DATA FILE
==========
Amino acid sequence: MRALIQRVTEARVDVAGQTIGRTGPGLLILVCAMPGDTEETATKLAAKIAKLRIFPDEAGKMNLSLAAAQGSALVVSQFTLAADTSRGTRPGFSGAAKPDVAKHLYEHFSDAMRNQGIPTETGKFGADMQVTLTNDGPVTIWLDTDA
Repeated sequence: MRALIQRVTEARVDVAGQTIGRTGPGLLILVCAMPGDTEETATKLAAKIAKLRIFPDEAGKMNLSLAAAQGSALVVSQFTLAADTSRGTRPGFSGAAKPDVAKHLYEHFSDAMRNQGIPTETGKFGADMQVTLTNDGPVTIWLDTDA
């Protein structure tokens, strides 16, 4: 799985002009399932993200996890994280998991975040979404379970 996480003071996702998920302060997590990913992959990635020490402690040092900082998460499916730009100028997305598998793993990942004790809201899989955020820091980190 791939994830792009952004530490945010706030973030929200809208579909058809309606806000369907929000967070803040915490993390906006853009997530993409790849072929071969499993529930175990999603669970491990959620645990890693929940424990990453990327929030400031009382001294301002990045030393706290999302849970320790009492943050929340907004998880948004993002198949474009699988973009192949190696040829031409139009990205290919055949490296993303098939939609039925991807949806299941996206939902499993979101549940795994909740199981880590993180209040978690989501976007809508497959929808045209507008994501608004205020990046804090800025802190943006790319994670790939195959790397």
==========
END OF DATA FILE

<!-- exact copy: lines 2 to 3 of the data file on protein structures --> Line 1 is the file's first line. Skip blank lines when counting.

Repeated sequence: MRALIQRVTEARVDVAGQTIGRTGPGLLILVCAMPGDTEETATKLAAKIAKLRIFPDEAGKMNLSLAAAQGSALVVSQFTLAADTSRGTRPGFSGAAKPDVAKHLYEHFSDAMRNQGIPTETGKFGADMQVTLTNDGPVTIWLDTDA
């Protein structure tokens, strides 16, 4: 799985002009399932993200996890994280998991975040979404379970 996480003071996702998920302060997590990913992959990635020490402690040092900082998460499916730009100028997305598998793993990942004790809201899989955020820091980190 791939994830792009952004530490945010706030973030929200809208579909058809309606806000369907929000967070803040915490993390906006853009997530993409790849072929071969499993529930175990999603669970491990959620645990890693929940424990990453990327929030400031009382001294301002990045030393706290999302849970320790009492943050929340907004998880948004993002198949474009699988973009192949190696040829031409139009990205290919055949490296993303098939939609039925991807949806299941996206939902499993979101549940795994909740199981880590993180209040978690989501976007809508497959929808045209507008994501608004205020990046804090800025802190943006790319994670790939195959790397």